Quellón, Chiloé, Chile (18,134 kilometers – 11,268 miles)

We are proud to share that the Conbigotes Chilean Fruit Examiners have tied the knot.  Not to each other as some of our pictures and tight cycle related clothing would suggest, but to a fellow rider.  Mr. Robert Frank Sargent (the devil pictured above) has joined the squad for the last bits of this sojourn south.   So now, we are three.

Rob, who will forever on this ledger be refered to as “Sargent”, proposed to us in Villarrica, Chile while he and his sisters were admiring our bicycles and enjoying an alcoholic beverage in the incredibly touristic part of town.  Who knew we would find love after previously enduring such a retardedly long day and losing each other?  After Ryan was nowhere to be found and the sun had just about buried itself for the evening, I was freezing, with no food and figured the only thing I could do to stay warm was pedal my ass for a few hours in the dark to get to Villarrica.  The following morning, Ryan pulled into town having stealthy camped the night before with only the rain fly.  He found me stealing wifi and sucking cold instant coffee.  “Sargent” must have seen this exchange, as he gingerly strolled over and the conversation went as such…

Sargent: “North or South?”

Brett:  “South”

Sargent: “I am on a bike also…my sisters aren’t”

Brett: “North or South?”

Sargent: “South”

Brett:  “Sign here and welcome to Conbigotes!”

So there it was.  A gorgeous set of vows that will go down in South American cycling lore.

Since the joining of bikes and cooking equipment, we have been zigzagging our way southward through some goddamn gorgeous bits of the lakes region on our way to the island of Chiloé.  Jesus, I’m wracking my brain to come up with some newsworthy info to report, but there really isn’t much.  I’m certain nobody wants to hear about unseasonably warm and non-downpoury weather for this far southward in Chile making riding just about fucking perfect.  Nor do you really care to know that each night, glorious camping happens on hidden lakes that have the evening glisten similar to that of my pathetically non-hairy chest in direct sunlight.  Ummmmmmmmmmm, that is about all to tell you the truth.

WAIT!  Holy shit, how could I forgot this.  It may be advantageous for you to be marginally informed about possibly the most incredible place I have seen down here.  Potentially the must unreal thing I have seen, ever.  That said, I’m sure I will do a terrible job trying to convey the magic of the Cochamó Valley so I will spare you the long-winded stuff and give you bullet points and pictures. (I will also update a link to a trip report on Cochamó I did for Ames shortly, so just hold tight damnit.)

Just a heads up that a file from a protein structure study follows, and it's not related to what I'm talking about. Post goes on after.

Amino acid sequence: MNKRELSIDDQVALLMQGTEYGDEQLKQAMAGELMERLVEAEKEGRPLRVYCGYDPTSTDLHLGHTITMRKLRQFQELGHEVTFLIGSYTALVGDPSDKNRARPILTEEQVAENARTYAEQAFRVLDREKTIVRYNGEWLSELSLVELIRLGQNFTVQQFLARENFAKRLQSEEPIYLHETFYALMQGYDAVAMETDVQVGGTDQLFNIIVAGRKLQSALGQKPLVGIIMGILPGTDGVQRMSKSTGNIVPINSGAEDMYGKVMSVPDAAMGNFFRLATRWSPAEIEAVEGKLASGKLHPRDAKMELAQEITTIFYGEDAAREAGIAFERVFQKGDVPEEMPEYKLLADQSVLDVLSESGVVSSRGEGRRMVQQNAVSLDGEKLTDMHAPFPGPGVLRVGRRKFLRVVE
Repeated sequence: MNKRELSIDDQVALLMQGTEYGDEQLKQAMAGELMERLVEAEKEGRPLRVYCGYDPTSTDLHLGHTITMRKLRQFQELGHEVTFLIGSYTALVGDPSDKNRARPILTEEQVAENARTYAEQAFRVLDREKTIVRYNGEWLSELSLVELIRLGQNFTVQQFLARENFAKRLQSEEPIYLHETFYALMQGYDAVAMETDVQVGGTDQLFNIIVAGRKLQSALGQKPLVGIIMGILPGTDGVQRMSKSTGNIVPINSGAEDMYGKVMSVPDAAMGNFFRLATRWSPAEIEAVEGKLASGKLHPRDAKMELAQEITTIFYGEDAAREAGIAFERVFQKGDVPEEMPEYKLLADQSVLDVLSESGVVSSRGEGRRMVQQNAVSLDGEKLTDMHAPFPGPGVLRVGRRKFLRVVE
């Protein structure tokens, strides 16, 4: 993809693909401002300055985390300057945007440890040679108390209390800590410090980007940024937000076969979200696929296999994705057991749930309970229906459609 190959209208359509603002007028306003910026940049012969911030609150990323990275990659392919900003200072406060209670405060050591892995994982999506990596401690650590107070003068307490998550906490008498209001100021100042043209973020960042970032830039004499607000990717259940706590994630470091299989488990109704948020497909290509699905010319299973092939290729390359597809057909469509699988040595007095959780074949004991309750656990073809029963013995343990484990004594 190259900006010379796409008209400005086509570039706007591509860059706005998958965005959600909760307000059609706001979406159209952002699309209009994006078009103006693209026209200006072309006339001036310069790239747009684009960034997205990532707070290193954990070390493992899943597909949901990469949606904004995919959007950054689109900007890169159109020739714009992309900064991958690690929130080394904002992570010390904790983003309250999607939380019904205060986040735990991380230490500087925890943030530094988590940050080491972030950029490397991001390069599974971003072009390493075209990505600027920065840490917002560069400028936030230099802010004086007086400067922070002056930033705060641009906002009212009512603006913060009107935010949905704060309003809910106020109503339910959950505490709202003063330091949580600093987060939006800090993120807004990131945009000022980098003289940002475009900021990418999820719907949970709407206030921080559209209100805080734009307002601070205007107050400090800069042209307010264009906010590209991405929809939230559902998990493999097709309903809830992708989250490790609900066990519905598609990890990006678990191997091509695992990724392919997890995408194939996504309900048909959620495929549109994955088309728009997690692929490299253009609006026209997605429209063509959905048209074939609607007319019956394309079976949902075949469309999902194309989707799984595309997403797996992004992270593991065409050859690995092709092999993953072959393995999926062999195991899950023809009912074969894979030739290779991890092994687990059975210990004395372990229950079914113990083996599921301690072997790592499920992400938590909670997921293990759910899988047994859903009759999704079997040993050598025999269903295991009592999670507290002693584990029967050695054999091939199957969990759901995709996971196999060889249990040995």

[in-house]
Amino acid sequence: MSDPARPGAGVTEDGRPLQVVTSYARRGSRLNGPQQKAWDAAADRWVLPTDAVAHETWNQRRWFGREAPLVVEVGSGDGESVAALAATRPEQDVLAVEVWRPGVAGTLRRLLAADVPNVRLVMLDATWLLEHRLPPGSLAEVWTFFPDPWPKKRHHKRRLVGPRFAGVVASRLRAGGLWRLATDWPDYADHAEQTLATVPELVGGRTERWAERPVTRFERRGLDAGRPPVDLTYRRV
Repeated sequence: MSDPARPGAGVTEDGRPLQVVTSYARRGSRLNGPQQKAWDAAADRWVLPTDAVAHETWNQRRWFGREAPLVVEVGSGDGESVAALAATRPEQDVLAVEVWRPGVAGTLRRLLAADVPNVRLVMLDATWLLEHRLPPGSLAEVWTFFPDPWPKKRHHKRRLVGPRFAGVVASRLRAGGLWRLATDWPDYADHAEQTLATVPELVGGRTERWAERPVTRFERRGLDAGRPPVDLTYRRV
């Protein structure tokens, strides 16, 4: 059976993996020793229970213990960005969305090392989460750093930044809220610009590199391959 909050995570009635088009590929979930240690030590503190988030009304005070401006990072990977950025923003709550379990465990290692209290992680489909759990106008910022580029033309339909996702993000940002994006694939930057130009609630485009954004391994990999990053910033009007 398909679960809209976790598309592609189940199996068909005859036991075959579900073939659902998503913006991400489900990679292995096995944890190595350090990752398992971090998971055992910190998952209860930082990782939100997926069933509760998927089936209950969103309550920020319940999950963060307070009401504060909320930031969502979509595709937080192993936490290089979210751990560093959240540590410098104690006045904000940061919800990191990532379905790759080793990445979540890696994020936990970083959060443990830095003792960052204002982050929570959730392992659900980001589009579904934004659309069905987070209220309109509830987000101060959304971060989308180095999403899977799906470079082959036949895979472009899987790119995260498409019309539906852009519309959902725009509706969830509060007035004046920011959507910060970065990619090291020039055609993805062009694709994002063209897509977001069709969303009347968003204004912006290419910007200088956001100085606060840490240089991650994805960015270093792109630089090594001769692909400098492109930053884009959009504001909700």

– Yosemite, but about 200 years ago and with no roads.

– 2,000 foot granite walls that surrounding you like the guys who work for my college football bookie.

– Rivers clearer and more blue than the eyes of those people who buy the colored contact lenses.

– Wood and fire.

– Wood and fire and horses.

– Wood and fire and horses and whiskey.

– River crossings in a basket on a rope.

– Dudes who climb a lot.

– Hidden waterfalls with natural pools that are colder than we thought they would be.

– Other folks who like me, thought we were in a place that words really can’t explain.  Other folks who could barely breathe after the 6 hour hike in to arrive at a clearing in the forest floor and get the first look at the valley.  Other folks who couldn’t speak for the first 10 minutes while you choke on what you are looking at.  Other folks who would and could probably sell everything they own in order to have 20 more minutes in the Cochamó Valley.  Other folks who might understand this list of bullet points.

Okie doke, that almost gets us up to date.  We  currently rest here at the official end of the Pan-American Highway from Anchorage to Chiloé.  We are hopping the ferry tonight back to mainland Chile and a closer look at this son of a bitch:  Volcan Corcovado.  From there, its due south through the heart of Patagonia on the dirt and gravel roads of the Carretera Austral all the way to the bottom…or close for that matter.  Therefore, this may be the last post for a healthy amount of time.  So for now, please ponder the significance of the end of the Pan-American Highway…because I certainly can’t.  For some reason it is impossible for these cycle related accomplishments to sink in and mean much, because this isn’t just a vacation, it is our lives.  It is all we know.  It is as normal as the morning cup of coffee.  We get up every day just like you and put in the same 8 hour days.  The only difference is our 8 hours are spent on a bike and our legs move real fast.  I hope someday it will all make sense and I will be able to get an idea of what the hell this is all about.  If I figure it out, I’ll let you know.

– Conbigotes

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Roadkill of the Week – Volume 13

This fortunately unfortunately is the beginning of the end folks.  The beards have indeed been cut and the remnants pictured above are the result of over 11,000 miles of road, sweat and leftover oatmeal.  As opposed to chopping these bastards at the bottom of South America, we have decided to finish as we started…mustached only.  Additionally, Sargent is incapable of growing a shitty beard, so we had to preserve teamwork and continuity.

Therefore, we will troll the final thousand miles or so with the simplicity of only upper lip hair, making us look like that sexy kid in 7th grade who developed way to fast for the rest of us and/or child molesters.  You make the call.

Before…

After…

– (New) Conbigotes